- API chhs.data.ca.gov | Last Updated 2017-03-01T22:51:15.000Z
This dataset contains immunization status of 7th grade students in California in schools with 10 or more 7th grade students enrolled. Smaller schools were excluded to help protect privacy. Students in 7th Grade were considered to have up-to-date immunizations if they had completed the Tdap immunization requirement to receive one dose of any immunization (Tdap, DTaP or DTP) that protects against pertussis on or after their 7th birthday. The California Health and Safety Code Section 120325-75 requires students to provide proof of immunization for school and child care entry. Additionally, California Health and Safety Code Section 120375 and California Code of Regulation Section 6075 require all schools and child care facilities to assess and report annually the immunization status of their enrollees. Under Assembly Bill 354 (2010), California Health and Safety Code Section 120335 required students in 7th grade to provide documentation of either having received a booster immunization against pertussis or an exemption to immunization. This data set summarizes the assessment of the 7th grade pertussis immunization (Tdap) requirement based on reporting from California schools and presents results from the 2014-2015 7th grade assessment and immunization coverage in schools by county. To review individual school coverage and exemption rates in a separate lookup format, go to the School Lookup page at the Immunization Branch's Shots for School website: http://www.shotsforschool.org/lookup/
- API greengov.data.ca.gov | Last Updated 2016-05-07T20:12:58.000Z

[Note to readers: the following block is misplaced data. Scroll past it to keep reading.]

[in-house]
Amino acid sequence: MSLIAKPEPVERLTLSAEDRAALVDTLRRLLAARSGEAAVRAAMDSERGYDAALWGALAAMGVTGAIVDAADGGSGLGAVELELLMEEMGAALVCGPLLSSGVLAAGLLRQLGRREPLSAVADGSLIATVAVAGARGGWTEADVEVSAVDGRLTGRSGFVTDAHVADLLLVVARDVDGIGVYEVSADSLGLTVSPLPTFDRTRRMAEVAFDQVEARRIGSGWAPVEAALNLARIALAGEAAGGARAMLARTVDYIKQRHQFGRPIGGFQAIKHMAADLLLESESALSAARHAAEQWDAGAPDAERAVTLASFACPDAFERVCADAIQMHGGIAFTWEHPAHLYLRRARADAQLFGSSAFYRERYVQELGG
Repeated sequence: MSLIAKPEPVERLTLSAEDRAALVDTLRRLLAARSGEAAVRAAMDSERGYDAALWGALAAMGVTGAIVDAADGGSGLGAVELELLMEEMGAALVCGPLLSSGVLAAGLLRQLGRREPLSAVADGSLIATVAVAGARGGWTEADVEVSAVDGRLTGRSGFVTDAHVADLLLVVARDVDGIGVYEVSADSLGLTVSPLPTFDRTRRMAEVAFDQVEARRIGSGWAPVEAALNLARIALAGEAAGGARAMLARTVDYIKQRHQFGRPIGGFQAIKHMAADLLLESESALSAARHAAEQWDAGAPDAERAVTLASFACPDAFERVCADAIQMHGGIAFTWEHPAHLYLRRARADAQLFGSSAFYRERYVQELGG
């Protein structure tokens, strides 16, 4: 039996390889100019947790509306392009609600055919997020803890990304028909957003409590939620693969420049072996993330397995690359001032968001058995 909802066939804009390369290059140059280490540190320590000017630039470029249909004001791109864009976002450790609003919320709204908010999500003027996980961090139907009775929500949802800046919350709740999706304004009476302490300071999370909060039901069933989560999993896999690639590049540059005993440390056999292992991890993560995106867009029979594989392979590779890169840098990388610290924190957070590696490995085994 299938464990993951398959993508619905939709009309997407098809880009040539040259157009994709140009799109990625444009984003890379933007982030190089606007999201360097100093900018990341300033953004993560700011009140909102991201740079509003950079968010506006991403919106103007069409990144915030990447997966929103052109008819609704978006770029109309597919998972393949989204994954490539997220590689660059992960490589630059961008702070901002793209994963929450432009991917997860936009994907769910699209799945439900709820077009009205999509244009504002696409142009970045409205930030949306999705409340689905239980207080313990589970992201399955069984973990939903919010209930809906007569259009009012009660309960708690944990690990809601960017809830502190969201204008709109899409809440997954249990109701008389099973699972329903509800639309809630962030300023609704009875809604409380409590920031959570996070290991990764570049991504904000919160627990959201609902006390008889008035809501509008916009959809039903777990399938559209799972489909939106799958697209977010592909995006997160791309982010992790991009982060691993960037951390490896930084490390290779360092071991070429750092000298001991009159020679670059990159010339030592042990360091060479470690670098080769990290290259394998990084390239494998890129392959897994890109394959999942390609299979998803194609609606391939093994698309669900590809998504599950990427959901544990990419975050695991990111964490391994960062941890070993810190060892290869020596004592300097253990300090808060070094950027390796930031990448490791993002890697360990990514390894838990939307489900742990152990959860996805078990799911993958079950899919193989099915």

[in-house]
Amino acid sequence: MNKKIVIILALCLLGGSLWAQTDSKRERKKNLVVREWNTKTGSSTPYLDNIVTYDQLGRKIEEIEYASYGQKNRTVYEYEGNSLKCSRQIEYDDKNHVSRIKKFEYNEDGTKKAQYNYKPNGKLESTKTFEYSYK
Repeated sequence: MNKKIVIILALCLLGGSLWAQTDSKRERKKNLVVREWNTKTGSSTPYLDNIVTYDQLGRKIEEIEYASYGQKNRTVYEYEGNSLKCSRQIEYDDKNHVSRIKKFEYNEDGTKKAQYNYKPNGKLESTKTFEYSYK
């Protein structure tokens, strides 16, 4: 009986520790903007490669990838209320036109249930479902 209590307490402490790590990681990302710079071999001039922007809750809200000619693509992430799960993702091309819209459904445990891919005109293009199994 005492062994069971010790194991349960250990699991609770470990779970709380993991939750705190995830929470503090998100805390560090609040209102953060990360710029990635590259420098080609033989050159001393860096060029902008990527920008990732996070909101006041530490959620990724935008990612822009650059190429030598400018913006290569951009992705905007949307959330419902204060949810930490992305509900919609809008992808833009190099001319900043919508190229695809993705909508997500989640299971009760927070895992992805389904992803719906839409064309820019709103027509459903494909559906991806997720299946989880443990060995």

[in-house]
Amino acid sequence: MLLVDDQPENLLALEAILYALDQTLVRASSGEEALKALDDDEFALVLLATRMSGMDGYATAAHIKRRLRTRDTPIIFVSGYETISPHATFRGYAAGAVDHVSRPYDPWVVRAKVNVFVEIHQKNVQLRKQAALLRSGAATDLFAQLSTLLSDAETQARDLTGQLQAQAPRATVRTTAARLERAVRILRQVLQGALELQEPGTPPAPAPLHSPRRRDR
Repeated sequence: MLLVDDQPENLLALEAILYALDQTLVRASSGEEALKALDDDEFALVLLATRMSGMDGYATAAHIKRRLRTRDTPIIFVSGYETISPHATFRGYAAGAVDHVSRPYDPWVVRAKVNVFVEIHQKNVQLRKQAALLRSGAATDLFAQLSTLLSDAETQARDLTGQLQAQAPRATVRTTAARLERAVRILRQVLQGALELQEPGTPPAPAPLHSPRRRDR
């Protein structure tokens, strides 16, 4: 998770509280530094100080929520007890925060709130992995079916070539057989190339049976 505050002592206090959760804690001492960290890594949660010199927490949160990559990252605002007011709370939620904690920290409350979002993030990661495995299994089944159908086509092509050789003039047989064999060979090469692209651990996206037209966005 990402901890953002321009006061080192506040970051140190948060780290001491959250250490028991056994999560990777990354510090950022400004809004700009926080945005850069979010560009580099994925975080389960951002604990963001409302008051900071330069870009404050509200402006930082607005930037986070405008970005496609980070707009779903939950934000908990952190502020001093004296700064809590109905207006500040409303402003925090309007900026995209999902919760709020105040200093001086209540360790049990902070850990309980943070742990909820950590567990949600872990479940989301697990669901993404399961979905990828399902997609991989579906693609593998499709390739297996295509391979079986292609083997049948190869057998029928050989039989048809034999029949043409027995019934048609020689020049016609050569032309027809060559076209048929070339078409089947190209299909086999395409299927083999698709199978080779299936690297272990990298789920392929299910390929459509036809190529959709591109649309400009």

California Educational Attainment & Personal Income as captured by the US Census Current Population Survey (CPS) for years 2008-2014.
- API chhs.data.ca.gov | Last Updated 2017-06-09T19:13:56.000Z
Percentage of California residents who consumed five or more servings of fruits and vegetables a day. These data are from the 2013 California Dietary Practices Surveys (CDPS), 2012 California Teen Eating, Exercise and Nutrition Survey (CalTEENS), and 2013 California Children’s Healthy Eating and Exercise Practices Survey (CalCHEEPS). These surveys have been discontinued. Adults, adolescents, and children (with parental assistance) were asked about the serving sizes and types of fruits and vegetables they ate over the previous 24 hour period. Child/Adolescent: Fruit and vegetable, beverage, and junk food consumption, along with physical activity, sedentary time, active transport, sport participation, school environment, home neighborhood environment, fruit and vegetable access and availability, household/family rules, weight status, school breakfast/lunch participation, attitudes, and beliefs. Adult: Fruit and vegetable, beverage, and junk food consumption, along with physical activity, sedentary time, worksite environment, school environment, home neighborhood environment, fruit and vegetable access and availability, household/family rules, weight status and weight loss practices, and food security.